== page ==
What happens in the skin?

What happens in the skin?

In all patients with eczema, breakdown of the protective top layer (the epidermis) leads to increased water loss from the skin.1,2 Failure of this barrier also allows the penetration of allergens across the skin from the external environment, e.g. pollens, house-dust mite products and microbes, and their interaction with cells of the immune system.1-3 Ultimately, an imbalance in the protective actions of the immune system and the inflammatory response arises, leading to the skin lesions associated with eczema.

Scratching to relieve the itching associated with eczema can actually make things worse, by increasing the breakdown of the epidermis and allowing the entry of certain types of bacteria across the skin, contributing to the allergic sensitisation and inflammation.4 In some people, allergens within the bloodstream, e.g. those from food, can also trigger an inflammatory response that appears as abnormal changes in the skin.5

Although tolerance of the immune system to the specific allergen usually develops, repeated contact can cause hypersensitivity, initiating further inflammatory responses.2 Additionally, a small proportion of people with atopy can develop immune responses against their own proteins within the skin, perpetuating the allergic inflammation.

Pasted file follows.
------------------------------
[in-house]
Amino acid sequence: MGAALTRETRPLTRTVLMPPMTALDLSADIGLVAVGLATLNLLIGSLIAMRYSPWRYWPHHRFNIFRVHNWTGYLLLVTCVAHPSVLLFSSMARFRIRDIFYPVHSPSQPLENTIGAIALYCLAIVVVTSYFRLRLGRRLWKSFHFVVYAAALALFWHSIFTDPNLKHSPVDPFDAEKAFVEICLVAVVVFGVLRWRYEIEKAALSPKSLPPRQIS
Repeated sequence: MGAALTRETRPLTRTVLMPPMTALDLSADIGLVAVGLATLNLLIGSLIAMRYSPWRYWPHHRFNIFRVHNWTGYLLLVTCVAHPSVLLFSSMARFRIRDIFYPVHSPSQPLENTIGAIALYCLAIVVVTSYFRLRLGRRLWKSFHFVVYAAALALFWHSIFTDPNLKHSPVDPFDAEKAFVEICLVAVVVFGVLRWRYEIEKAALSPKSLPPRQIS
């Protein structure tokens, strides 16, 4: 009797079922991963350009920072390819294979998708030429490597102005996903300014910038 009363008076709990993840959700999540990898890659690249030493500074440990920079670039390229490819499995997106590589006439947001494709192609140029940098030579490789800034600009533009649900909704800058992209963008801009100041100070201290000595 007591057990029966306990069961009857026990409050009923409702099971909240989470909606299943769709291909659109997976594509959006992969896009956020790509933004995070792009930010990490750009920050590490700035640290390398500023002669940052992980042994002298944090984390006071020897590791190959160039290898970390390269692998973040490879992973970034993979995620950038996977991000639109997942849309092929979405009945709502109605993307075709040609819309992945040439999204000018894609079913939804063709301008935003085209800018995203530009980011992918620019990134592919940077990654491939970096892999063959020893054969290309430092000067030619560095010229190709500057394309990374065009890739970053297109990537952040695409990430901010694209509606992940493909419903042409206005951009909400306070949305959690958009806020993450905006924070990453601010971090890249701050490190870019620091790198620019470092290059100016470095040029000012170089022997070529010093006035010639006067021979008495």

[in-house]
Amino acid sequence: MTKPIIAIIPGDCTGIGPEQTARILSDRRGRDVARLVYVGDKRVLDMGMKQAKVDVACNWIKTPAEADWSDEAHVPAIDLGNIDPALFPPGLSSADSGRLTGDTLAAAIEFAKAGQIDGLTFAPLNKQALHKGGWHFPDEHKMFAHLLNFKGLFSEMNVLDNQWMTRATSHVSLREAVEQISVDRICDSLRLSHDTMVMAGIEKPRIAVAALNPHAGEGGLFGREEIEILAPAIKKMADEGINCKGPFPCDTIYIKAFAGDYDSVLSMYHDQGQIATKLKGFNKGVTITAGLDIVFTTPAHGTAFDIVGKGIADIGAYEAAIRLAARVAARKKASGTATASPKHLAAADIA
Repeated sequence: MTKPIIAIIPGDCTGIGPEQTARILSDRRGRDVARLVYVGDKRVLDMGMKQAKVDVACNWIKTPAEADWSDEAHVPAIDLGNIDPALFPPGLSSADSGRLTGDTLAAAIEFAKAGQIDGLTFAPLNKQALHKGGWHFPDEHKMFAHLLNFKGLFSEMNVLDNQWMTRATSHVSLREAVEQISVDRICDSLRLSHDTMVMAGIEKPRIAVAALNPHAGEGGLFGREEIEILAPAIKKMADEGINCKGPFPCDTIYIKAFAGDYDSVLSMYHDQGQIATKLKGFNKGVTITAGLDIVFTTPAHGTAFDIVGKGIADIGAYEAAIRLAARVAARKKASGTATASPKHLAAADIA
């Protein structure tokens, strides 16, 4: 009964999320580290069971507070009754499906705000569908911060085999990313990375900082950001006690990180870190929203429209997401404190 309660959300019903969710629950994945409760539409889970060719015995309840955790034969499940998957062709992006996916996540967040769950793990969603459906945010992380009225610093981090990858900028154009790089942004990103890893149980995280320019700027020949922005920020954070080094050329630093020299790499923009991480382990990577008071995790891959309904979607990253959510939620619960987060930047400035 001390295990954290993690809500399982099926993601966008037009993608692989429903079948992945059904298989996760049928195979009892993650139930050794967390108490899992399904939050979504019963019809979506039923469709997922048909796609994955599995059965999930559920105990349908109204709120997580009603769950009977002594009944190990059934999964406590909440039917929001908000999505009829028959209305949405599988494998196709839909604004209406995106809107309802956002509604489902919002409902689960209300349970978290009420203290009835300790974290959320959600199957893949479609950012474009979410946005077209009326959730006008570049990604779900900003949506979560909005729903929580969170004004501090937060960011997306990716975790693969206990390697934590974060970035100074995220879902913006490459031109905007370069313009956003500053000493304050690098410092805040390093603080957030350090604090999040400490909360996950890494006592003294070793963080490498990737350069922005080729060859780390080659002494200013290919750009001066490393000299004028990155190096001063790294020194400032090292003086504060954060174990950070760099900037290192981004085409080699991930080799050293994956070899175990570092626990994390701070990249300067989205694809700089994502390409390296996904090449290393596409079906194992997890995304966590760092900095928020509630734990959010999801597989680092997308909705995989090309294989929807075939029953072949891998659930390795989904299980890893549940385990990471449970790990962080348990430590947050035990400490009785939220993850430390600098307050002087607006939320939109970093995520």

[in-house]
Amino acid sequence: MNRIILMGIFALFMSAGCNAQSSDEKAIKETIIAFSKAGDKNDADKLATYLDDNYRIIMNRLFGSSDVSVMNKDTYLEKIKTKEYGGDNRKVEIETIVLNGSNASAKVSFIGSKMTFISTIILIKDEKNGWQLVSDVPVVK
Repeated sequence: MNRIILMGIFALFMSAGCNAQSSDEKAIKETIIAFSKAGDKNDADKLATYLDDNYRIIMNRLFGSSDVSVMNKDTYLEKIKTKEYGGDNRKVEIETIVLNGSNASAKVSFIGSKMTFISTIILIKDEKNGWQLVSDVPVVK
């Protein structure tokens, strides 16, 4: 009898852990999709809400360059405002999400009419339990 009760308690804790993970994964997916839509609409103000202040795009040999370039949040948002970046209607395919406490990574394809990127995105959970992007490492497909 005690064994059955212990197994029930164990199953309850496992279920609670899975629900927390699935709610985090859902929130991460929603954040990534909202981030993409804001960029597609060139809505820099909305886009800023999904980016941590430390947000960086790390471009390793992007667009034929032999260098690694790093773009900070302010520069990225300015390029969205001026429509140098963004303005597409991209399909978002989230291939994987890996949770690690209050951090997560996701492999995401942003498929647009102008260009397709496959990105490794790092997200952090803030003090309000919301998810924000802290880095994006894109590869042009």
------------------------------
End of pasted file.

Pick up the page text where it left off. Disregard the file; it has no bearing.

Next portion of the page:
References

  1. Cork MJ, Danby SG, Vasilopoulos Y et al. Epidermal barrier dysfunction in atopic dermatitis. J Invest Dermatol 2009;129:1892--908.
  2. Proksch E, Folster-Holst R, Jensen J-M. Skin barrier function, epidermal proliferation and differentiation in eczema. J Dermatol Sci 2006;43:159--169.
  3. Spergel JM. From atopic dermatitis to asthma: the atopic march. Ann Allergy Asthma Immunol 2010;105:99--106.
  4. Bieber T. Atopic dermatitis. N Engl J Med 2008;358:1483--94.
  5. Werfel T. The role of leukocytes, keratinocytes, and allergen-specific IgE in the development of atopic dermatitis. J Invest Dermatol 2009;129:1878--91.

UK/GEN/16/0051 Date of preparation: October 2016